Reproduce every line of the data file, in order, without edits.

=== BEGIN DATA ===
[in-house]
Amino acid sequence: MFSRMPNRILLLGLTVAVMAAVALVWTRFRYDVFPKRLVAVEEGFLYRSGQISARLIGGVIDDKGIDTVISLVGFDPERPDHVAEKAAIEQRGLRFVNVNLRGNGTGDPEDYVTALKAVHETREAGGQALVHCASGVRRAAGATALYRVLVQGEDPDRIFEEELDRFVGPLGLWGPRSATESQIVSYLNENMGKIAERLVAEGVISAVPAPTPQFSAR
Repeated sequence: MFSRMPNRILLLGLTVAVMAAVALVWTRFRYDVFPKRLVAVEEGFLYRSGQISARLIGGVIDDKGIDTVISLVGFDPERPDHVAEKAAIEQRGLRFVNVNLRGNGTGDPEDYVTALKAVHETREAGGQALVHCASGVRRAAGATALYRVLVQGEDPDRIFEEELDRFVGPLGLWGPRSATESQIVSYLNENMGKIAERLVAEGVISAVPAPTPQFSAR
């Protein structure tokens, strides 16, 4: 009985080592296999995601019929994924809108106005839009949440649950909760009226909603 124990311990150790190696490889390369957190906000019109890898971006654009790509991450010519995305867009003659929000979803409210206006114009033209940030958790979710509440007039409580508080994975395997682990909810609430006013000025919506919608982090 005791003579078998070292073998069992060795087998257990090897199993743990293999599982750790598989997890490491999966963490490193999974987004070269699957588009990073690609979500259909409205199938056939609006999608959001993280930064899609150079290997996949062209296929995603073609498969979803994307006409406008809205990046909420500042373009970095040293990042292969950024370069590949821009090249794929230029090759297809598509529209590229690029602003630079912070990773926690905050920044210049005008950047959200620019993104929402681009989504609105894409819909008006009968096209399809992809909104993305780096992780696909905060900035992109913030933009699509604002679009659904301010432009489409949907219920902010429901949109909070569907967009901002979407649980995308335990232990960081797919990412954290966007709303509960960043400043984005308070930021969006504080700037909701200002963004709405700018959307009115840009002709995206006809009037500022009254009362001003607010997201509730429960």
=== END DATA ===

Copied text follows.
[in-house]
Amino acid sequence: MFSRMPNRILLLGLTVAVMAAVALVWTRFRYDVFPKRLVAVEEGFLYRSGQISARLIGGVIDDKGIDTVISLVGFDPERPDHVAEKAAIEQRGLRFVNVNLRGNGTGDPEDYVTALKAVHETREAGGQALVHCASGVRRAAGATALYRVLVQGEDPDRIFEEELDRFVGPLGLWGPRSATESQIVSYLNENMGKIAERLVAEGVISAVPAPTPQFSAR
Repeated sequence: MFSRMPNRILLLGLTVAVMAAVALVWTRFRYDVFPKRLVAVEEGFLYRSGQISARLIGGVIDDKGIDTVISLVGFDPERPDHVAEKAAIEQRGLRFVNVNLRGNGTGDPEDYVTALKAVHETREAGGQALVHCASGVRRAAGATALYRVLVQGEDPDRIFEEELDRFVGPLGLWGPRSATESQIVSYLNENMGKIAERLVAEGVISAVPAPTPQFSAR
């Protein structure tokens, strides 16, 4: 009985080592296999995601019929994924809108106005839009949440649950909760009226909603 124990311990150790190696490889390369957190906000019109890898971006654009790509991450010519995305867009003659929000979803409210206006114009033209940030958790979710509440007039409580508080994975395997682990909810609430006013000025919506919608982090 005791003579078998070292073998069992060795087998257990090897199993743990293999599982750790598989997890490491999966963490490193999974987004070269699957588009990073690609979500259909409205199938056939609006999608959001993280930064899609150079290997996949062209296929995603073609498969979803994307006409406008809205990046909420500042373009970095040293990042292969950024370069590949821009090249794929230029090759297809598509529209590229690029602003630079912070990773926690905050920044210049005008950047959200620019993104929402681009989504609105894409819909008006009968096209399809992809909104993305780096992780696909905060900035992109913030933009699509604002679009659904301010432009489409949907219920902010429901949109909070569907967009901002979407649980995308335990232990960081797919990412954290966007709303509960960043400043984005308070930021969006504080700037909701200002963004709405700018959307009115840009002709995206006809009037500022009254009362001003607010997201509730429960």